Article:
Whiteboard Writing. Using a dry erase board is not only fun but it covers a multitude of sins. Use several different colored dry erase markers to keep it interesting. As the child progresses you may want to challenge her to write the vowels in red or a blend in green, etc.
Memory Game. Purchase or make flashcards with capital letters and lower case letters. Make two sets for each. You can play by matching capital letters to capital letters and lower case letters to lower case letters. As the child progresses, match capital letters to lower case letters. I caution against matching letters to images that begin with letter sounds. For dyslexics, the image will not represent the sound but the letter. So, when a dyslexic child sees a “D”, she see “dog” and not associate it with the letter sound. The letter shapes need to be their own images.
ABC Hopscotch. Make a hopscotch board and replace the numbers with letters. Then call out a letter sound and have your child jump to the letter.
Letter Touch. Place plastic letters in a pouch or bag that is not transparent. Have your child find a letter by feeling for the shape.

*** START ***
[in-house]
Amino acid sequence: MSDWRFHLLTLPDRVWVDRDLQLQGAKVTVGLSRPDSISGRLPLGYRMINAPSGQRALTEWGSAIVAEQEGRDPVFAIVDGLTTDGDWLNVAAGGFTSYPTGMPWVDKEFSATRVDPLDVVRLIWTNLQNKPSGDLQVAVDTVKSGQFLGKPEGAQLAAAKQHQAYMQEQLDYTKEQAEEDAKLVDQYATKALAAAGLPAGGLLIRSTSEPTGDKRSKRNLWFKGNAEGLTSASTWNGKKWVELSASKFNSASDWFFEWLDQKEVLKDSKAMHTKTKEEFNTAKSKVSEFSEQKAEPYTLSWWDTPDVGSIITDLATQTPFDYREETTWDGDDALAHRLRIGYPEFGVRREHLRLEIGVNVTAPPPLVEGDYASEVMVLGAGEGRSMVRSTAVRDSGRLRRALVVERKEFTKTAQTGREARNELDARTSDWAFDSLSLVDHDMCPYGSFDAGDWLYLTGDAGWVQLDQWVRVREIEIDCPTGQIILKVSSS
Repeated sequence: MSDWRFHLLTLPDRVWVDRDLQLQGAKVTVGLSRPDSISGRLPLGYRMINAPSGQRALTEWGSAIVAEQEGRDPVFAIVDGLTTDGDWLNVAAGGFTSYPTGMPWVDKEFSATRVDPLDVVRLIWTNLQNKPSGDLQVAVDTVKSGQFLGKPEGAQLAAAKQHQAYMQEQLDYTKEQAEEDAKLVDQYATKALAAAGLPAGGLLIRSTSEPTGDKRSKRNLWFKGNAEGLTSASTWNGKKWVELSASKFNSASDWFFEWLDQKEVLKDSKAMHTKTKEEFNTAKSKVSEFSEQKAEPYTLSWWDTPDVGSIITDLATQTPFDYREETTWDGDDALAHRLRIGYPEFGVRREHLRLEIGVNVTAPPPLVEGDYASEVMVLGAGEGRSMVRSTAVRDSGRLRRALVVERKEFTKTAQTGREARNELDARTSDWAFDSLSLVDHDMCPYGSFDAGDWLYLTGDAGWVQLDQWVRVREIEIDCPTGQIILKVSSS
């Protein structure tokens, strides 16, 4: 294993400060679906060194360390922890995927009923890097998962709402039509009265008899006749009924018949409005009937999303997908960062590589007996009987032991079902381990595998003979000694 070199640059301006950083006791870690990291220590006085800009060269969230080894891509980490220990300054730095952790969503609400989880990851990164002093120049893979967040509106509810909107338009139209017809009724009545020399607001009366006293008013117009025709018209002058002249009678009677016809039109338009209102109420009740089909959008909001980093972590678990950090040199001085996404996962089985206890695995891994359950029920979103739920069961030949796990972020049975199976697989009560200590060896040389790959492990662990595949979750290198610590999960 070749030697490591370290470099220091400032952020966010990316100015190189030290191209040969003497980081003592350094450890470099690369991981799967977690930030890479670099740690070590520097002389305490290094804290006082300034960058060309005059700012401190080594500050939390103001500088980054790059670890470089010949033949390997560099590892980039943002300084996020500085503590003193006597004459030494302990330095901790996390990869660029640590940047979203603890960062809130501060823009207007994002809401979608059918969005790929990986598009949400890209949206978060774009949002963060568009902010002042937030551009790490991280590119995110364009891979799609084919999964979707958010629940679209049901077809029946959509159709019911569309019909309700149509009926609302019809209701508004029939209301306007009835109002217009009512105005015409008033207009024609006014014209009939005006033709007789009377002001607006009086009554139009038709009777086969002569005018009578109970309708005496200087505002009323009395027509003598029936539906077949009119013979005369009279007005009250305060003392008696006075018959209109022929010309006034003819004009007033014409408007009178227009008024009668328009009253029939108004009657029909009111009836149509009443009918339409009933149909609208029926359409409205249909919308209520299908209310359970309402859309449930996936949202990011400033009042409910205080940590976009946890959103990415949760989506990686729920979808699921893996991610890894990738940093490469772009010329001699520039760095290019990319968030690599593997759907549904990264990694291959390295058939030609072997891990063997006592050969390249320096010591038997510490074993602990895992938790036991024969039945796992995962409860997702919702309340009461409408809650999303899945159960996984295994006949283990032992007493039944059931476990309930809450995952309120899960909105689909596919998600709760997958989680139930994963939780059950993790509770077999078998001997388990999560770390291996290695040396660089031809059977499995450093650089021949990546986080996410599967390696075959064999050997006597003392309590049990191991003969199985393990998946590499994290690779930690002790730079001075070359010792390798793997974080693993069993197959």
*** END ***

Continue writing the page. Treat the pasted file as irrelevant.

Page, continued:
Foam ABC Letter Puzzle. Place the foam letters from the puzzle in a tray and cover with rice. Have the child dig for the letters and once found place that letter in the puzzle. Make sure your child calls out the name of each letter.
Tactile Letters. Create letters out of cardboard or heavy card stock. Glue different textures to the letters such as rice, sandpaper, buttons, felt, carpet, furry material, etc. Your child will enjoy feel the different textures as she traces the letters. Instead of creating the entire alphabet at once, consider only making the letters you are currently studying. It will not be as overwhelming and you will soon have the entire alphabet.
Clay. Use clay to make letters.
Painting. Have your child paint letters on large pieces of paper.
Techie Letters. If you have a tablet then consider downloading apps that encouraging letter tracing. On the iPad you can find, ABC Tracer, Elmo Loves Letters, Little Writer, and iWrite Words.
Twister Letters. Remember the old Twister game? Instead of placing your hands and feet on the colors you will have your child place her hands and feet on letters. Use a Twister game to create this or make one of your own.